Realty ONE Group’s Theory of Evolution

Realty ONE Group is creating innovative tools and business strategies for supporting agents and maintaining customers

 

Dan Hart

Realtors and the real estate industry have followed one particular business model for generations: assist buyers and sellers with their transactions in exchange for a percentage of the price that is split between the agent and their broker. Due to transitions in economics, business philosophies, and the growing role of technology, things are changing—and Realty ONE Group is leading the way.

Established in 2005, Realty ONE Group has experienced exponential growth since its founding and has expanded to 18 states and nearly 10,000 agents. In the past 3 years, gross annual sales have doubled to $15 billion, which amounts to a home sold every 15 minutes. Year-over-year growth has been 25 percent for 3 years, and its franchise business has grown 97 percent in 5 years. It has also diversified into an escrow operation, a title company, and property management.

Aside from the pace of its success, Realty ONE Group differentiates itself from traditional brokerages in several ways. The most obvious is its fee model, which replaces the agent/broker split with a flat transaction fee that enables agents to keep 100 percent of their commissions.

Dan Hart, chief financial officer, points out that, even in down markets, this approach helps support agents’ bottom line. “If there’s a shift that reduces agents’ volume, our fee model enables them to keep what they earn,” he says. “In the long run, it’s in their best interest.”

Realty ONE Group has also been structured to encourage innovation and collaboration at all levels. This is accomplished by minimizing bureaucracy, implementing an open-door policy for all executives, and maintaining a relaxed atmosphere that extends to senior management. The nameplate on founder and CEO Kuba Ieniew’s door reads “Chief Trouble-Maker.” Hart’s reads “Dictator of Dollars.”

“Traditional companies can’t change fast enough to keep up, but we’ve laid a foundation to be nimble and adaptable.”

To engage agents and empower their success, the group places a great deal of emphasis on the six Cs: “coolture,” commission, care, community, coaching, and connect. Coolture is the company’s unique corporate culture. Commission is defined as just that, commission. Care refers to the internal agent support system. Community means participating in various activities that address local issues and benefit local populations in Realty ONE Group’s many locations. Coaching is provided through regular meetings at corporate offices, the open-door policy that helps with individual transactions, and ONE University (ONE-U), the company’s training arm. ONE-U offers the Rev Up and Level Up programs that help new staff and franchisees get started and improve the practice of established agents and offices.

The final C, connect, refers to IT capabilities and addressing the real estate industry’s lack of robust, comprehensive technology solutions. For example, there are more than nine hundred multiple listing services (MLSs) in the United States, but they do not share information; they restrict membership and typically offer real-time data that is only 70–80 percent accurate.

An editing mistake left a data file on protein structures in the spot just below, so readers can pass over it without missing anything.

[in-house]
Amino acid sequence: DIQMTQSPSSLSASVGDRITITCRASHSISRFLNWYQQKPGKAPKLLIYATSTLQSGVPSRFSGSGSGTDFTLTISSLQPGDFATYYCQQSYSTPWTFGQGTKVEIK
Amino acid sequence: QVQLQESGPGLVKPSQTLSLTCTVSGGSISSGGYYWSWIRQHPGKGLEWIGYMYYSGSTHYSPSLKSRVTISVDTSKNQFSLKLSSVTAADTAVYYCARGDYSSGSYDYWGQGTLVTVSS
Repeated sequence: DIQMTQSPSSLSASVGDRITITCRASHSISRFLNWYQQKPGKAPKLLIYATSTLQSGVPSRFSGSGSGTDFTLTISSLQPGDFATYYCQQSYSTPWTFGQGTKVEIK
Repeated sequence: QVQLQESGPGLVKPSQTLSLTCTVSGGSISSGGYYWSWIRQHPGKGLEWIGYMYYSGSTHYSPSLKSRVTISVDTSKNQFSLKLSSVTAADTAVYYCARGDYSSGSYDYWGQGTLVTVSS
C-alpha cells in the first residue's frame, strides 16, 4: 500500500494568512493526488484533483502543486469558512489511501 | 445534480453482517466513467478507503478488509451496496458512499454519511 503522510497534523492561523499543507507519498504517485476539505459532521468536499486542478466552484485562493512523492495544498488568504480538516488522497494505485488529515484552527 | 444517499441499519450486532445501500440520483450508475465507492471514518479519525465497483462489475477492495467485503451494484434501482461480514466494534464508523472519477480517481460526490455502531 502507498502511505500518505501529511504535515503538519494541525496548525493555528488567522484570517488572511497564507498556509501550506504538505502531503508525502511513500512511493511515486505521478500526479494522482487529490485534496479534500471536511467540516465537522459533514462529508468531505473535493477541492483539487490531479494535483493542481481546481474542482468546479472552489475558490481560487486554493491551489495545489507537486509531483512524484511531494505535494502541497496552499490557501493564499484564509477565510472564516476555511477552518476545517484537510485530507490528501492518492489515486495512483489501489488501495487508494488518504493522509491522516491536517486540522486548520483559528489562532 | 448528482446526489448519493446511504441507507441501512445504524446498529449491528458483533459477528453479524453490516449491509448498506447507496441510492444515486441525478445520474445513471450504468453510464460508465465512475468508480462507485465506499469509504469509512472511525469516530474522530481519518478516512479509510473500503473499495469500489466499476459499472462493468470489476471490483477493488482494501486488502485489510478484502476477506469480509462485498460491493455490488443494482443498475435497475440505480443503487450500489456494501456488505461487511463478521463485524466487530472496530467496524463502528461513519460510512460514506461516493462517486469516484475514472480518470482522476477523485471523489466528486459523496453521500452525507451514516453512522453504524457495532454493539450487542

Hart believes that data needs to be delivered directly to users. That way, they don’t need to purchase information from companies like Zillow, Trulia, and CoreLogic. He envisions a cradle-to-grave suite that integrates every component of each transaction and the overall customer life cycle—the Amazon of real estate.

“We want to go beyond real estate data elements and transactions to offer ancillary services, so we can develop and maintain customer relationships,” Hart explains. “We can be a resource for discounted home warranties, mortgages, 1031 exchanges, and other home services, so when it’s time for customers to move again, we’re ready to help them. We’ll be a one-stop shop for everything from escrow to electricians.”

The company is preparing to roll out a transactional platform that combines MLS listings with real-time data from agents and additional aggregated information from third-party suppliers. Realty ONE plans to launch many of these capabilities this year. The ultimate goal is a business-solutions platform that presents an icon-based portal, much like the face of an iPhone, that agents and customers have at their fingertips to access any real estate-related resource at any given moment.

Just as Realty ONE Group is changing real estate compensation models and technology, Hart believes his own role as CFO is also changing to incorporate many functions that would typically fall to the chief operating officer. In addition to traditional financial reporting and budget responsibilities, he is now involved in leveraging technology to drive smarter decisions in operational issues, which range from compensation and sales plans to the cost of process flows and transactions.

“Almost anything that has a dollar driver attached to it now needs the CFO in the room to ensure we take the best advantage of a wide range of business opportunities,” he says.

As the relevance of and reliance on technology increases, the challenge will come when customers are able to research property listings and all the associated transaction processes on their phone and then ask why they need an agent at all. “Traditional companies can’t change fast enough to keep up, but we’ve laid a foundation to be nimble and adaptable and to make the most out of these new challenges,” Hart says. “We’re leading the way to what technology in real estate is going to look like.”

With that in mind, he expects Realty ONE Group to hit the 100,000-agent mark within five years—only the fifth real estate company to ever accomplish that feat.